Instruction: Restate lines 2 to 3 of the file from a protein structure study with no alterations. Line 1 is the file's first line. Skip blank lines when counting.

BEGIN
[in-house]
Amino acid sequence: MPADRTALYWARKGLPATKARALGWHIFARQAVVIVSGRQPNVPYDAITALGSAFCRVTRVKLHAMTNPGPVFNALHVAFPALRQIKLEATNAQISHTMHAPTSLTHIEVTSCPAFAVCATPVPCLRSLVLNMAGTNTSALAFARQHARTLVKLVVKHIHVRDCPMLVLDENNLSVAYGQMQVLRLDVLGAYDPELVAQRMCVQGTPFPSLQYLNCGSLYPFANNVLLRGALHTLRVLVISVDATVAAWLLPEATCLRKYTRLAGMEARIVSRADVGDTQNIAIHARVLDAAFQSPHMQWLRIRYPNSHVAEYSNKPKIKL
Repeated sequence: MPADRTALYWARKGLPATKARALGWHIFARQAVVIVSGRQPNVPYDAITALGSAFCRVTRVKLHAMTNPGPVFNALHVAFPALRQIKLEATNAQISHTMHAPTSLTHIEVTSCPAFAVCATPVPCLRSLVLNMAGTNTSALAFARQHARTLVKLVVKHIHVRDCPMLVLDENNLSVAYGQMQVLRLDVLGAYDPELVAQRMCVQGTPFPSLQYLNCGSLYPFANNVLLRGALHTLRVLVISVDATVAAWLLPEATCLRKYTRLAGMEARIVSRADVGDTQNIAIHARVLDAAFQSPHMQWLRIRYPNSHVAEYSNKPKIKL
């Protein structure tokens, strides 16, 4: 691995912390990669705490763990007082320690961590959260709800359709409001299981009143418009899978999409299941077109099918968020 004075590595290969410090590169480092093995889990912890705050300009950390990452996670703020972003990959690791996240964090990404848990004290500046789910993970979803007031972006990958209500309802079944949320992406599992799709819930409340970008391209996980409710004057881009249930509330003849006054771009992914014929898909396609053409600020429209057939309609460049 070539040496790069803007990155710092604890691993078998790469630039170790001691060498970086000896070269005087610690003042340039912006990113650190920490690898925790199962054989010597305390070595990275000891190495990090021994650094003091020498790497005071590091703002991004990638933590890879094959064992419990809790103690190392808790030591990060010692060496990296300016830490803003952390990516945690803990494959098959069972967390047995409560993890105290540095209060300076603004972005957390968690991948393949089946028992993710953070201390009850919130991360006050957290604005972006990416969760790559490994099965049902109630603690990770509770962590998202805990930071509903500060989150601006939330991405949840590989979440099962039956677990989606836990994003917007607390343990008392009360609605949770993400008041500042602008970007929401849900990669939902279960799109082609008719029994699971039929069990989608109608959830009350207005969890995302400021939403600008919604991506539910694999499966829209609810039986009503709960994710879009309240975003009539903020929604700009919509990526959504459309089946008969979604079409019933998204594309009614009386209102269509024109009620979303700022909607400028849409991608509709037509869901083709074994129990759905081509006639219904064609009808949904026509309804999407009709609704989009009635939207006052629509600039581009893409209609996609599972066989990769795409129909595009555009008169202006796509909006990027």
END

Amino acid sequence: MPADRTALYWARKGLPATKARALGWHIFARQAVVIVSGRQPNVPYDAITALGSAFCRVTRVKLHAMTNPGPVFNALHVAFPALRQIKLEATNAQISHTMHAPTSLTHIEVTSCPAFAVCATPVPCLRSLVLNMAGTNTSALAFARQHARTLVKLVVKHIHVRDCPMLVLDENNLSVAYGQMQVLRLDVLGAYDPELVAQRMCVQGTPFPSLQYLNCGSLYPFANNVLLRGALHTLRVLVISVDATVAAWLLPEATCLRKYTRLAGMEARIVSRADVGDTQNIAIHARVLDAAFQSPHMQWLRIRYPNSHVAEYSNKPKIKL
Repeated sequence: MPADRTALYWARKGLPATKARALGWHIFARQAVVIVSGRQPNVPYDAITALGSAFCRVTRVKLHAMTNPGPVFNALHVAFPALRQIKLEATNAQISHTMHAPTSLTHIEVTSCPAFAVCATPVPCLRSLVLNMAGTNTSALAFARQHARTLVKLVVKHIHVRDCPMLVLDENNLSVAYGQMQVLRLDVLGAYDPELVAQRMCVQGTPFPSLQYLNCGSLYPFANNVLLRGALHTLRVLVISVDATVAAWLLPEATCLRKYTRLAGMEARIVSRADVGDTQNIAIHARVLDAAFQSPHMQWLRIRYPNSHVAEYSNKPKIKL